Mackenzie Philips has one heck of a life story to share that many of us who struggle with P.T.S.D. can take glean something helpful from. Many times I concur with Oprah and sometimes I don't. Sometimes the show seems a little exploitive and many tomes Oprah is being very generous, helping people, and shedding light on things that need it. Other times she seems kind of preachy to me. I feel grateful to Oprah in that I think her endorsement of Barack (and Michele) helped us avoid having McCain/Palin in office. Sometimes I watch and sometimes I don't, but most of the women I know love watching her. (and Ellen, and Wendy Williams). I love the photo by Alan Light of Oprah yhat you included as well the subjects you covered in this post. Oprah, to me, is a study in female power. I do concur that just sitting in the living room won't solve problems like rendering the psychological and life assistance battered women need. Yes, she is a successful business woman who wants us to keep tuning in. Many of us probably will.

Is it wrong?

Is it wrong or unfair that I hold Oprah to the standard that, as an abuse survivor herself, she could perhaps stop exploiting the trauma of others? All her other labels aside, I'm pretty sure the most egregious of her hungers for ratings is using women with whom she shares the scars of sexual abuse.

Michelle Phillips

It seem Michelle Phillips agrees with you, if this article has any validity: http://www.nj.com/entertainment/celebrities/index.ssf/2009/09/michelle_p...

Excellent post, btw. There's a lot to think about - what is our own role in perpetuating the exploitation culture, for starters. Thanks for saying this.

why is oprah making you angry?

I don't think Mackenzie Phillips' testimony on television is exploitative in the least. She consented to the televised interview knowing and willing, no?

What if Oprah sees validity in mass amounts of people hearing horrifying stories of incest and sexual abuse? Maybe it is important and she thinks she can break through to people via television. A lot of people get their education and exposure to issues through their television set. Why are people jumping down Oprah's throat for allowing a woman to talk publicly about her sexual abuse? I don't get it...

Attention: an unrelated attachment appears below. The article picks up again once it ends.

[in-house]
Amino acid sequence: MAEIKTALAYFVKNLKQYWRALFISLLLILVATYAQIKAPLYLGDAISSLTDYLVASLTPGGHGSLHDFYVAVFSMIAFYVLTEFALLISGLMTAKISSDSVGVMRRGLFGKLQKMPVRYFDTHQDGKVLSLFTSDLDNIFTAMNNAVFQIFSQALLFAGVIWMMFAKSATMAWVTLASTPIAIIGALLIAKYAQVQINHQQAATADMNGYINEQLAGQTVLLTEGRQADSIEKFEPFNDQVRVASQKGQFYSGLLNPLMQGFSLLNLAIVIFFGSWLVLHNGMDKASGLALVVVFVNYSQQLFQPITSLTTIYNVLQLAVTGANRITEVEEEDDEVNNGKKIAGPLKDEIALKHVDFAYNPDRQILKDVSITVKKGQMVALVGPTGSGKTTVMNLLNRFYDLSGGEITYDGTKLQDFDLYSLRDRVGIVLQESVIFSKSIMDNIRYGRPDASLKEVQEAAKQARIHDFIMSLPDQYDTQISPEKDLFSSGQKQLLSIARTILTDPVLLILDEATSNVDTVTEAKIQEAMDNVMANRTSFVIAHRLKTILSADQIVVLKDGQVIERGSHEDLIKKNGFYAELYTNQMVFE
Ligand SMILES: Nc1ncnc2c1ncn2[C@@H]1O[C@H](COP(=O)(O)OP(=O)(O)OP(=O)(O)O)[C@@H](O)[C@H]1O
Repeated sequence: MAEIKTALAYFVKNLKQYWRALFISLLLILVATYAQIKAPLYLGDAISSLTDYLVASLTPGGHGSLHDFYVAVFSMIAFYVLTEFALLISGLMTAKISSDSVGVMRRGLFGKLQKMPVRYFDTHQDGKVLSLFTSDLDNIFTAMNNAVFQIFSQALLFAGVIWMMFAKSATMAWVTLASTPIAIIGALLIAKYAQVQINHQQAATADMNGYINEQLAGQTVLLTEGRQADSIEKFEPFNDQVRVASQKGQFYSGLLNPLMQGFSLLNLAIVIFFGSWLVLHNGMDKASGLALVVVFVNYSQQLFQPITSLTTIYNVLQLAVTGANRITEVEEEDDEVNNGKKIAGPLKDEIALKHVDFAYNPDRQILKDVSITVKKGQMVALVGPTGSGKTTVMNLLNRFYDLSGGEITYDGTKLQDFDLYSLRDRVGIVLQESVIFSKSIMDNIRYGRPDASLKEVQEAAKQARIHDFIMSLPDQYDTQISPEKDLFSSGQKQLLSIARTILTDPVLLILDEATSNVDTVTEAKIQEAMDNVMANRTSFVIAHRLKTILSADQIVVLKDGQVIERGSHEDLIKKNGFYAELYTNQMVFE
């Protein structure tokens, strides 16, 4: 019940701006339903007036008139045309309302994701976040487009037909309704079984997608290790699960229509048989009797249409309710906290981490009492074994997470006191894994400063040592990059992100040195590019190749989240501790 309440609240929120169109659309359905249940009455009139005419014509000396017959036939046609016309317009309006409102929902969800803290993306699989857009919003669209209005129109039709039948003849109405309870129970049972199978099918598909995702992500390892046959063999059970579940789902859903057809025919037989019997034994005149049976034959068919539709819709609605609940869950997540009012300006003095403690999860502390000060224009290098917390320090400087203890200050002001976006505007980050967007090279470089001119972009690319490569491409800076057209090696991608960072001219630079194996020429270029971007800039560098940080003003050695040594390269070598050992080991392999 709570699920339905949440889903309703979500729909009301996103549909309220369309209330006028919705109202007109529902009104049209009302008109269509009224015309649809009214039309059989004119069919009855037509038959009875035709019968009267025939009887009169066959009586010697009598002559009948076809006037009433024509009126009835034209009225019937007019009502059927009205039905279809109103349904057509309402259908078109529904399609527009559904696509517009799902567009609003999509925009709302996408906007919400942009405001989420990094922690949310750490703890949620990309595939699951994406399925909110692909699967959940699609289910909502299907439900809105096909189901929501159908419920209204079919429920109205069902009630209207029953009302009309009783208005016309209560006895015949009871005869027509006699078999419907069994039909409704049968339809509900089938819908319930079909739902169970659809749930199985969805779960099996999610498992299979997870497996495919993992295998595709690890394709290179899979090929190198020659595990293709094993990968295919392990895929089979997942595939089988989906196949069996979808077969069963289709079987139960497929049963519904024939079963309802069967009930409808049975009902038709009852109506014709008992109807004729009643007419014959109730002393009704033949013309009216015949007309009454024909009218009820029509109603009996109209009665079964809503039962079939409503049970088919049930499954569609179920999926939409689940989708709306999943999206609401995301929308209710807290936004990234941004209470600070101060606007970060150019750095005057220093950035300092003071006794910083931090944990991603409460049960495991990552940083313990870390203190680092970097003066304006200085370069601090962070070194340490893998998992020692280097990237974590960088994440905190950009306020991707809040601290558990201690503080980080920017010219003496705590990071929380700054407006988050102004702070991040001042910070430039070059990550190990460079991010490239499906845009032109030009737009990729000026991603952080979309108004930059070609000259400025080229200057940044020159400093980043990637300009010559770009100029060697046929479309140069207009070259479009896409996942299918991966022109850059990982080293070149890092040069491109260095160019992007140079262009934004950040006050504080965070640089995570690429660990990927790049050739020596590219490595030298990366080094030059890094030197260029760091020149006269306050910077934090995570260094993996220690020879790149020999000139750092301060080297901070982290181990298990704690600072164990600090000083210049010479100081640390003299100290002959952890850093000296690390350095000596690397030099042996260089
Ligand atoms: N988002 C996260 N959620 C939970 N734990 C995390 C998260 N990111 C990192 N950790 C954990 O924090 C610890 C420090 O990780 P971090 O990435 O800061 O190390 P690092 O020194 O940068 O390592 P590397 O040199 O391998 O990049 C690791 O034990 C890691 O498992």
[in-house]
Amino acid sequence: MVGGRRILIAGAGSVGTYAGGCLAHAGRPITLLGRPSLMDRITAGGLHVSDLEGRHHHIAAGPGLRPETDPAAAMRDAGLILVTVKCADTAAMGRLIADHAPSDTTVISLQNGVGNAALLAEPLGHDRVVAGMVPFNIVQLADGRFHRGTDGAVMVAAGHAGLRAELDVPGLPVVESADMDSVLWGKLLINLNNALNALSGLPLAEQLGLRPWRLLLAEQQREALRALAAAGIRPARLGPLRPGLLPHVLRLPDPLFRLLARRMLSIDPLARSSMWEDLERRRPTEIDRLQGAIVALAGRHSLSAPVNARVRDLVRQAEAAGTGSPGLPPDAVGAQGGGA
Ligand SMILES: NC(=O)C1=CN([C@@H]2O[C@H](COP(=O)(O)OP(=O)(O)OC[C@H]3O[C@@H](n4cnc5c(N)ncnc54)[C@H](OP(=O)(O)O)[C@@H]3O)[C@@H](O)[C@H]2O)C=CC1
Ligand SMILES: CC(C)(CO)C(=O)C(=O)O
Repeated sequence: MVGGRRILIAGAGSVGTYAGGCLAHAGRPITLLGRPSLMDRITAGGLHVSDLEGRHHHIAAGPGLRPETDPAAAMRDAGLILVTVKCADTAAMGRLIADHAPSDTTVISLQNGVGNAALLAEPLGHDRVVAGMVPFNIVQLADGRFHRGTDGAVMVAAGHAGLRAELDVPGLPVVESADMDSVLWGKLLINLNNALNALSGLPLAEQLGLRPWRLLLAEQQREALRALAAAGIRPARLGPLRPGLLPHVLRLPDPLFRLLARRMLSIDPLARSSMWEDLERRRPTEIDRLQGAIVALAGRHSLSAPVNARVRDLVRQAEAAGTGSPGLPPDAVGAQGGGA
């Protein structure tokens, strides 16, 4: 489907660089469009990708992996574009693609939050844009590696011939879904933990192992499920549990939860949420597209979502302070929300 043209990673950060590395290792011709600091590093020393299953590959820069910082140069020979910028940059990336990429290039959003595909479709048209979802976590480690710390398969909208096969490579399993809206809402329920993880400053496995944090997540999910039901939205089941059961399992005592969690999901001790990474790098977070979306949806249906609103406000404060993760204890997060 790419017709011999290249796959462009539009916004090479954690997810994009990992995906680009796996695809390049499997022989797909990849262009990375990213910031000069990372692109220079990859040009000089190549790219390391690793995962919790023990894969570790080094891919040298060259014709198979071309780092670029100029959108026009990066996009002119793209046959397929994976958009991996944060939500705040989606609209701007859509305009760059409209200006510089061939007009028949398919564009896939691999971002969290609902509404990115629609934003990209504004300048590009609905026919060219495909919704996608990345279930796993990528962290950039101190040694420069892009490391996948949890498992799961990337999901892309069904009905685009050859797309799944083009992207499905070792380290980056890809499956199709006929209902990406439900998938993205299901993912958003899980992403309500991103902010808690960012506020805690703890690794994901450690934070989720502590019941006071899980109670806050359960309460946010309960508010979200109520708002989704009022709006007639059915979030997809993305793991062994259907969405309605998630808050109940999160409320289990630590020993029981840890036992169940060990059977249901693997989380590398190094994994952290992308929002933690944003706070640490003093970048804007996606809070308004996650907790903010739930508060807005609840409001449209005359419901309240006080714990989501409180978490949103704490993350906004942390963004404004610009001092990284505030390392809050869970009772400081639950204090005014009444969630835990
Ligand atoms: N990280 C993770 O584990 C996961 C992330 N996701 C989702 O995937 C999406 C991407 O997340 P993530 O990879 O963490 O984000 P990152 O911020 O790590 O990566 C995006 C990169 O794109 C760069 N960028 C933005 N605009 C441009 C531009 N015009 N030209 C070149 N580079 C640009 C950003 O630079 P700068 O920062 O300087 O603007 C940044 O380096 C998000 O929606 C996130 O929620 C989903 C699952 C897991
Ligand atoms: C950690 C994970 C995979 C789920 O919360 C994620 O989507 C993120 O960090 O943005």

On a side note...
A formerly fat, black woman with a small time Chicago talk show is now one of the richest women in the world. How fucking awesome is that?

It is awesome. Thank you for

It is awesome. Thank you for the reminder. I dont see how its exploitive at all. Mackenzie seems to think that its healing for her. Shouldn't the adult in question be the one to determine if they are being exploited or not?

another thing...

Also...

Oprah does want you to feel sorry for some of her guests. It is okay to feel sorry for people who have endured sexual abuse.

"Changing things is dangerous, and it cannot be done in your living room, and you cannot be sure of its success."

Change CAN be done in your living room. What if someone was watching Oprah and decided to speak out on sexual abuse BECAUSE they saw this specific interview. I know it is cool to talk shit on the television set and make fun of women sitting at home watching Oprah in the middle of the day etc but do you know how many women do that? MILLIONS!!! These days I don't know how a televised testimony of sexual abuse couldn't be seen as a form of activism.

"Action lacks the instant

"Action lacks the instant self-congratulation of empathy." Seriously.

I don't like or admire the fact that she interviews individuals instead of shedding light on sexual abuse as a whole. I haven't seen the show yet (or has it not yet been broadcasted?), so I don't want to jump to conclusions, but I think it's a safe bet that she won't be giving any stats about sexual abuse, or talking about any organizations that viewers can join. If it were presented in a way that encouraged viewers to think and talk about this problem, or better yet ACT to help victims, then I would support it. But that isn't exactly Oprah's style, sadly.

http://rebelgirlisat.blogspot.com/